I am the king of web content management software this week. As I mentioned yesterday, in addition to this blog, you can also find a Radio blog here and my Manila site here. You would think that would be enough for any sane person, especially someone like me who is incredibly content free but no, I've gone and got myself signed up for the CityDesk beta. This means I will be publishing even more meaningless drivel to a site near you very, very soon.
In more technical news, I've nearly finished an Oracle port of dbdoc. Expect it to appear in version 0.6, or possibly later. I've also made some changes to the dbBrowser sample in PythonCard. This will now also support Oracle and should show up in the 0.5.1 release. I've got more things to do with this, but they won't be done in a hurry.
Just to waste even more of my time I've started playing with Radio UserLand. Not content with that I've also set up my own Manila site, courtesy of the lovely people at myjamby.com. Have a look at 99% of Gargoyles. Oh, and Dexter will be back on our screens next Monday evening (the 19th of November). So watch out tree huggers.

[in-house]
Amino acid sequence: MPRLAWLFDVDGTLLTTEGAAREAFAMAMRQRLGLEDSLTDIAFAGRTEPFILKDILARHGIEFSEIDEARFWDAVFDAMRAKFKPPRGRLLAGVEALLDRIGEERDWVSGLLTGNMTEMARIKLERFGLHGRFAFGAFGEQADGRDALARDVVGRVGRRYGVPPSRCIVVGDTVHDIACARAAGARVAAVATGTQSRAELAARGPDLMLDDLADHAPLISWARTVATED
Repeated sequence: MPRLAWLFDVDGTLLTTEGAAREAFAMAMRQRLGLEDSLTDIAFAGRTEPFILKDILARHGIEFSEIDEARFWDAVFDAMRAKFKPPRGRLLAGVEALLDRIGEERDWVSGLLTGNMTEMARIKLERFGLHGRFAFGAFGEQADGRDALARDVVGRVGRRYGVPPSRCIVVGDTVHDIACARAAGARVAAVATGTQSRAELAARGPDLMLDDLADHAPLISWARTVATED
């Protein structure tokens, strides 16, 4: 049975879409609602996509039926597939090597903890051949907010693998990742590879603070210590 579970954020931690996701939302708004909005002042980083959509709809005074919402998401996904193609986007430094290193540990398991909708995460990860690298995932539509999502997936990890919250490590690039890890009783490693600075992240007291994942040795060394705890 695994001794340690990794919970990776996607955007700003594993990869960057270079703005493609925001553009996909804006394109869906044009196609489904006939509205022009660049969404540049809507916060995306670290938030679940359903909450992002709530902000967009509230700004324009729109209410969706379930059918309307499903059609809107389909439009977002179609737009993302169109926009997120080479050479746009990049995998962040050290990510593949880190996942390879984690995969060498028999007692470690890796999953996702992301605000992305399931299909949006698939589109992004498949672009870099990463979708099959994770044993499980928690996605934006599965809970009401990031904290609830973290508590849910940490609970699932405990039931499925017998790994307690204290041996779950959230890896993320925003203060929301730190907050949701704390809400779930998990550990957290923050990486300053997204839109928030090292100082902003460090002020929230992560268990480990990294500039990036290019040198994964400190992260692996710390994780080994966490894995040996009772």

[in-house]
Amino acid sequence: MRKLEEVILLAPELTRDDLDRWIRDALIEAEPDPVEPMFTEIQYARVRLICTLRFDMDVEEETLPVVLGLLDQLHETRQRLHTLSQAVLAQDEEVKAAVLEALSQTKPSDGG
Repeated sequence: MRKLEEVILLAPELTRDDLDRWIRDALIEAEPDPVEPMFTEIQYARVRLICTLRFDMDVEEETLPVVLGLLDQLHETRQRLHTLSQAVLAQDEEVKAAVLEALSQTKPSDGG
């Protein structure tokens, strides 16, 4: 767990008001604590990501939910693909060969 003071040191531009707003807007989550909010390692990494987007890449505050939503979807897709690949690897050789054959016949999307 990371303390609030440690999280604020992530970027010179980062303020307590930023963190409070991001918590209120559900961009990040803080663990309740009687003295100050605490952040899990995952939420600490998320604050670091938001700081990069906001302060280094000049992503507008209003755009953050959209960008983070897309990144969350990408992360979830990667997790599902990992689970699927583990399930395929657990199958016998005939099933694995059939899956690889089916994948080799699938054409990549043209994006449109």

I've been thinking about web services on and off a bit recently, and an e-mail I received this morning crystallised my thoughts enough for me to actually post to this blog. There are two problems with web services applications that will stop them being successful with consumers. By web services, I'm referring to handy applications that are available via the internet and displayed in a web browser, things like xdrive for instance. The first problem is the lack of permanent internet connections. By far the majority of consumer web surfers access their ISP via dial up. Even today in these DSL and cable modem rich times the average internet user is at the end of a telephone line with a 56k modem. Not having your information available to you when you start up your computer is a no no. Having to dial in to your ISP just to get at your data is too much trouble. The other problem was brought to light by the e-mail I mentioned earlier, just because you use a web service it doesn't guarantee your information will be available. Even if you pay for it. Businesses go under all the time, why should web service providers be any different. I have used blox.com, and absolutely love the alphablox technology, but I'm very glad I didn't rely on it. Because if I had I would be frantically scrabbling around to recreate any document I had created at blox.com before it is turned of on the 30th of December this year. Here is the text of the e-mail I received; """ To blox.com users: Alphablox will be discontinuing the blox.com service, effective December 30th, 2001. As such, all blox.com services and content that are embedded in Web sites will no longer be available, and will not work, after this date. For those of you who have leveraged our innovative technologies from this service, our SpreadsheetBlox solution may be licensed and installed on your site. However, we will no longer offer any of our technology on a subscription basis. Alphablox will continue to market its solutions to Global 2000 companies, allowing its customers to broadly deploy a new class of collaborative analytics for improved visibility and cross-enterprise intelligence. Please visit www.alphablox.com for more information about these solutions. """ In other words, thank you and goodnight. At least they gave me six weeks notice, they could have just shut down the whole thing. Oh, and if you are still tempted to entrust your information to reputable (?) merchants on the internet read this.